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Document Type

Poster

Description

• Sport-related concussion has been thrust to the forefront of medicine in recent years.

• A high degree of variability in clinical presentation and length of recovery has made management of this condition difficult.

• This review examines whether pre-existing risk factors or sign and symptom based variables exist to reliably predict a patient’s likelihood to experience a protracted recovery from concussion.

• The review of literature revealed heterogeneous results.

• This is due, in part, to the variability in the definition of prolonged recovery, ranging from seven to 90 days. Despite this variability, several factors emerged as having useful prognostic value.

• History of previous concussions is a factor that may put individuals at increased risk for prolonged recovery.

• The presenting symptoms of dizziness, migraine symptom cluster, and high symptom burden also provide an indication that a patient is up to 7.3 times (p=0.006) more likely to experience a protracted recovery (Kontos et al, 2013).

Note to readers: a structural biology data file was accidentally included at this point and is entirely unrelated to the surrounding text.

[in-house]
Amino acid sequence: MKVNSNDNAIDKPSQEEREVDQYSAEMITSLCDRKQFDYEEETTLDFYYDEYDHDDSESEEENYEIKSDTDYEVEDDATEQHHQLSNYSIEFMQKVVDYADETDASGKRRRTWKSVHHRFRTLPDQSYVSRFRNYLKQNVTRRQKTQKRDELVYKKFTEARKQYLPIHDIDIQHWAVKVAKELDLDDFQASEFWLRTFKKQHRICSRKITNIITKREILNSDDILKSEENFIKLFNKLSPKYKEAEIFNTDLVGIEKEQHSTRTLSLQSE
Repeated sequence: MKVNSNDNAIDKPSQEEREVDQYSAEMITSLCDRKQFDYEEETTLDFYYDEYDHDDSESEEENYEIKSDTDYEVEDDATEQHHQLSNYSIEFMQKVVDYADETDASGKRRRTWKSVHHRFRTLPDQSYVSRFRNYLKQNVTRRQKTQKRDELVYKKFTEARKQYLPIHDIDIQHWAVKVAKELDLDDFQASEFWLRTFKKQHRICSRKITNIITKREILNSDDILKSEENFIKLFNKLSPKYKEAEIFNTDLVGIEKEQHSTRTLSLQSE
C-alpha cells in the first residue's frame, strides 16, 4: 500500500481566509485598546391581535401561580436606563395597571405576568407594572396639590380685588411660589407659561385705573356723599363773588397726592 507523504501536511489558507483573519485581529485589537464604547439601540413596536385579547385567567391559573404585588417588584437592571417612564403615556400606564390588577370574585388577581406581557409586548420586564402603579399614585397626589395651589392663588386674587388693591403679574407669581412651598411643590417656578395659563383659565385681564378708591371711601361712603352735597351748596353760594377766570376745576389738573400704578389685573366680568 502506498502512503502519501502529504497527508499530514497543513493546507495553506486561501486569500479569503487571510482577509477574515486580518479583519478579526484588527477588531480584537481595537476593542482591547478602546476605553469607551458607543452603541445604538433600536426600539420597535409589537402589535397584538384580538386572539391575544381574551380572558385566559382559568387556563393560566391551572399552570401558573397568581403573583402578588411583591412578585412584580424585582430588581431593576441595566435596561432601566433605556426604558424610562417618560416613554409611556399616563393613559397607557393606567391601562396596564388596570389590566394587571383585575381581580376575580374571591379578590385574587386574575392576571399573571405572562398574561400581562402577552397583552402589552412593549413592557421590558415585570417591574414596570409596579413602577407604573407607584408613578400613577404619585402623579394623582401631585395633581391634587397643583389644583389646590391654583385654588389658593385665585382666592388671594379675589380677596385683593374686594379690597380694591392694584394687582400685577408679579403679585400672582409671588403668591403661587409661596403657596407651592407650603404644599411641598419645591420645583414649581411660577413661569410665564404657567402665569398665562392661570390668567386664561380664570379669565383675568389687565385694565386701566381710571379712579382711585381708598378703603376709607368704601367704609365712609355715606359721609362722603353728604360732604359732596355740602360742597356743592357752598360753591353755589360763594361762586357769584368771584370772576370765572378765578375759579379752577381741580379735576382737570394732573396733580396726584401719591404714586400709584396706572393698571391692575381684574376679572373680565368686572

• Contrary to traditional assumptions, loss of consciousness is not predictive of prolonged recovery.

• Neurocognitive indicators show promise of having prognostic value but the application in primary care is currently impractical.

• While these factors do not provide means to definitively identify individuals who will suffer from protracted recovery, they do allow for the identification of those at increased risk. Such information can be useful in making timely referrals, effectively managing recovery expectations, and offering anticipatory guidance.

• Early identification of individuals at risk for protracted recovery can aid in the mobilization of additional support resources.

Department

Physician Assistant Studies

Degree Name

Master of Physician Assistant Studies (MPAS)

First Advisor

Jay Metzger

Publication Date

2016

Keywords

Brain Concussion; Prognosis; Recovery of Function; Risk Factors

Disciplines

Rehabilitation and Therapy

Predictors of Prolonged Recovery from Concussion

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